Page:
A lot of people have a lot of ideas and have had venting sessions about diversity, she said, but there doesn’t seem to be a strategic plan behind them or actual goals, timelines and inclusivity woven in as part of the business plan. “It just can’t be a social media post because you’re afraid of getting called out, it has to be a strategy for the whole business,” she said.
The Black in Fashion Council worked with the Human Rights Campaign to create an equality index to assess corporate policies and practices pertinent to the inclusivity of Black employees. Peoples Wagner said there are so many companies they’ve talked to who show diversity in the numbers, but inclusion is objective, as is whether an employee feels they are being seen or heard.
The council have also established a job board, are working on different town halls and with several brands on initiatives, as well as continuing their relationship with IMG, working with 15 new designers for their showroom and expanding to Los Angeles. A job fair is slated for late spring, with plans to involve community organizations and schools for underprivileged youth to expose them to opportunities. “It’s going to be an exciting educational weekend,” Charles said.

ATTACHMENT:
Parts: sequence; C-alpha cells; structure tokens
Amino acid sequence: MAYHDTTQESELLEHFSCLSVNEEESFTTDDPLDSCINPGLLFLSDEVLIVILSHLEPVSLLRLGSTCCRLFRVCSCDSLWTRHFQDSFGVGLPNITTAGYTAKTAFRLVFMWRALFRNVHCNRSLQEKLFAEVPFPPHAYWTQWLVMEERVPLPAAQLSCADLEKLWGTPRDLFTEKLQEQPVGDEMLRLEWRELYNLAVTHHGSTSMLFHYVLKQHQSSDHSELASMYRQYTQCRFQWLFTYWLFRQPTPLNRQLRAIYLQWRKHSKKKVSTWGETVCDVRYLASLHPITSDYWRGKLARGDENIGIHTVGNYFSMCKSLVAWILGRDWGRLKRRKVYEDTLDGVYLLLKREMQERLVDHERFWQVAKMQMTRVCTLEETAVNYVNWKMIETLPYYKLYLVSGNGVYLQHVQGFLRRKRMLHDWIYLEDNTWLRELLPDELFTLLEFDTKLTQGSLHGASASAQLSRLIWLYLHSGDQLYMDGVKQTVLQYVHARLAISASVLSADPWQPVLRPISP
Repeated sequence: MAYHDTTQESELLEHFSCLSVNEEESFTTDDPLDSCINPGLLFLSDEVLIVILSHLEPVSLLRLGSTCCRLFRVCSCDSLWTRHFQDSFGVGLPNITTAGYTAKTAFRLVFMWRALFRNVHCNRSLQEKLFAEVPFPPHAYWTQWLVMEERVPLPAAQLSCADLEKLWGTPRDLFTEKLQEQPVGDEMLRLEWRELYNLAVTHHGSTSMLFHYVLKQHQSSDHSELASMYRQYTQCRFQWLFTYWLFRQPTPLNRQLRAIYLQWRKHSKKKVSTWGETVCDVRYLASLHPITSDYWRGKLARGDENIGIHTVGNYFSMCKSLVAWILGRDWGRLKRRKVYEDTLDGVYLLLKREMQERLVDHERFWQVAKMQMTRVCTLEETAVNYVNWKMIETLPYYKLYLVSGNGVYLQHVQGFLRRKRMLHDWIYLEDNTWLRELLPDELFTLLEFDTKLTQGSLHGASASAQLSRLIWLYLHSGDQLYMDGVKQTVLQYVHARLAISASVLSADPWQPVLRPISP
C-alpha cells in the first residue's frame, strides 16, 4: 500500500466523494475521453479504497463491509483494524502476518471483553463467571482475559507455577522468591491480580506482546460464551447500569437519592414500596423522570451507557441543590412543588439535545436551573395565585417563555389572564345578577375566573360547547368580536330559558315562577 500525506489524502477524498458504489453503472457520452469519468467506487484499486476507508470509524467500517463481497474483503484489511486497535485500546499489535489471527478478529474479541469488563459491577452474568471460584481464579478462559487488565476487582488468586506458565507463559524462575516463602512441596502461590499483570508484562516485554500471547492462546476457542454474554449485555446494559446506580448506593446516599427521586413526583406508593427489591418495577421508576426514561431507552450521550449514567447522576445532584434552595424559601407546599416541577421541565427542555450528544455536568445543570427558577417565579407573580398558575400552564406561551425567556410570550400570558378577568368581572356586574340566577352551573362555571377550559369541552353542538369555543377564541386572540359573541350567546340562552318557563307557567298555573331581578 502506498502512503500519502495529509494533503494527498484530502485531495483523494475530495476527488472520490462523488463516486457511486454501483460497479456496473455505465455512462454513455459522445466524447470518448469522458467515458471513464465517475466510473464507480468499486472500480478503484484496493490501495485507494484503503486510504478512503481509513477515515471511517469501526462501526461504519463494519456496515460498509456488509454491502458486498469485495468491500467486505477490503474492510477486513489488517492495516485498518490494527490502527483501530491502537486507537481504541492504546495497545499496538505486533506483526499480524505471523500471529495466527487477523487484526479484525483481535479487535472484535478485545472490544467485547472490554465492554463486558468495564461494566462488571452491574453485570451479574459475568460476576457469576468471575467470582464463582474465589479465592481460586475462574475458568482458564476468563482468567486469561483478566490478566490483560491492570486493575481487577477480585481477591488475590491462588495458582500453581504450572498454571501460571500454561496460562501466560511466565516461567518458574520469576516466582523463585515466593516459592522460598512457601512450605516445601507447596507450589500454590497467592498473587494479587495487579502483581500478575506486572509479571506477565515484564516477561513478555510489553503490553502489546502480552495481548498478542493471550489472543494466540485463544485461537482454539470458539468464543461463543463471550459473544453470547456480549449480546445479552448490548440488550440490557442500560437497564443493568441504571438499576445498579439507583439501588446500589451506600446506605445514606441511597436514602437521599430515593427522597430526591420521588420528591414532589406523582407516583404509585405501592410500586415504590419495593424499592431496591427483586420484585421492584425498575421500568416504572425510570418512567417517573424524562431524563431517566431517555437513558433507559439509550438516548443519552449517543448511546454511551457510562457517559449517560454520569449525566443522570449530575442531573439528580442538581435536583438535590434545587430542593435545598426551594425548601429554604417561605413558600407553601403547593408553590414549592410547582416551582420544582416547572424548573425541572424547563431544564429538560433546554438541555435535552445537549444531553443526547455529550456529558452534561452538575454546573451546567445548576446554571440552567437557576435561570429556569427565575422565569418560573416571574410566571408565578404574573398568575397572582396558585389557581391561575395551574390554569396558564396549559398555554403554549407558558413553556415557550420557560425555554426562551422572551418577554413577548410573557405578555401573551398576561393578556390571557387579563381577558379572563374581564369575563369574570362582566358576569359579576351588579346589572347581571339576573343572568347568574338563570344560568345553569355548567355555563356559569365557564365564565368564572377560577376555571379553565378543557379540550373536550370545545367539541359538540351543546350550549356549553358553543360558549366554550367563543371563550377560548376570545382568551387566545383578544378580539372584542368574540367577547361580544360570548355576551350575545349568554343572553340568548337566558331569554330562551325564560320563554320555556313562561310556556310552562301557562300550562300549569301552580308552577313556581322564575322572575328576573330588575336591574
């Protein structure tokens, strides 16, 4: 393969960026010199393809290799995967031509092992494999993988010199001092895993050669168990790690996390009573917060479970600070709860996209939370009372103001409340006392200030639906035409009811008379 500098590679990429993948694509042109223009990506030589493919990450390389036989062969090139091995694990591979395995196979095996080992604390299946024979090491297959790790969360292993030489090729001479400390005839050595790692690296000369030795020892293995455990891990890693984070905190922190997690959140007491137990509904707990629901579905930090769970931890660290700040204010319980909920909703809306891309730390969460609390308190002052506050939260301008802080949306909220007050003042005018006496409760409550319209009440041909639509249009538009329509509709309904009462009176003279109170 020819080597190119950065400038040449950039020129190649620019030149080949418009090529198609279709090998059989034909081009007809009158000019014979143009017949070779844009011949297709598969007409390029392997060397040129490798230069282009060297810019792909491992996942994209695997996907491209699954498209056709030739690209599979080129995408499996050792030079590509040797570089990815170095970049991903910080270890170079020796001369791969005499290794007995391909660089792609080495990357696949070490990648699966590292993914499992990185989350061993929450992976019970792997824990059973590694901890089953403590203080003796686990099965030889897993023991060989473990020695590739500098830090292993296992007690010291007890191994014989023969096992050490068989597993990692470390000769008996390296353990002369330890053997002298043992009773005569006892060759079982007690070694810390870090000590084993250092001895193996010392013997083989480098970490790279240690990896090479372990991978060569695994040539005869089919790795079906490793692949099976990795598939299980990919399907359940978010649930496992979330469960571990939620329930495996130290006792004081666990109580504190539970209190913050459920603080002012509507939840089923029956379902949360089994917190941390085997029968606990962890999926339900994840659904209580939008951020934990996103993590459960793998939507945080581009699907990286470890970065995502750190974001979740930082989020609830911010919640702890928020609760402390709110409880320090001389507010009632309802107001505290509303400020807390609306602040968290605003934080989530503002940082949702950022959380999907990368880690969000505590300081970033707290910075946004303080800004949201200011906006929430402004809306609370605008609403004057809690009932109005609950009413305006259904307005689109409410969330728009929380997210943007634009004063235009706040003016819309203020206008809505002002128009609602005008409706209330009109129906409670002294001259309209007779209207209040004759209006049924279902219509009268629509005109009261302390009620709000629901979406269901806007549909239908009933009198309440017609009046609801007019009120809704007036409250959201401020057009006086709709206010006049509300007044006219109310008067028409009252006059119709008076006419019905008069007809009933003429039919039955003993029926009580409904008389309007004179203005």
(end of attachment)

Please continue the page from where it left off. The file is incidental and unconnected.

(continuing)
To get involved in the Black in Fashion Council, Peoples Wagner said a brand simply has to reach out to her or Charles or visit Blackinfashioncouncil.com.
“We are really serious about this. When companies reach out to us, we want to really see that they are interested in change. We’re not interested in companies just joining on for a press moment,” Peoples Wagner said. “If you are wanting to work with us, it’s going to require work on your end as well.”
Asked how long it will take to see real change in the fashion industry when it comes to racial diversity and leadership, Charles said it will only happen over time.
Sandrine Charles courtesy shot.
“We’re hoping we’re taking the first steps to create a plan that all brands can use,” she said. “By the time we all retire, the next generation will have an easier time navigating their careers.”
“I love what we’re doing, in the wake of everything that happened in the last year,” Peoples Wagner added. “I love that we push the conversation toward active allyship and making it a point that people have to be actively antiracist.”
For More, See:
Tommy Hilfiger Strikes Key Partnerships to Advance Underrepresented Communities in Fashion
When It Comes to Diversity in Fashion, There’s Lots of Work to Be Done
IMG and the Black in Fashion Council Strengthen Their Alliance
Color of Change, Joan Smalls, IMG and the Black in Fashion Council Launch #ChangeFashion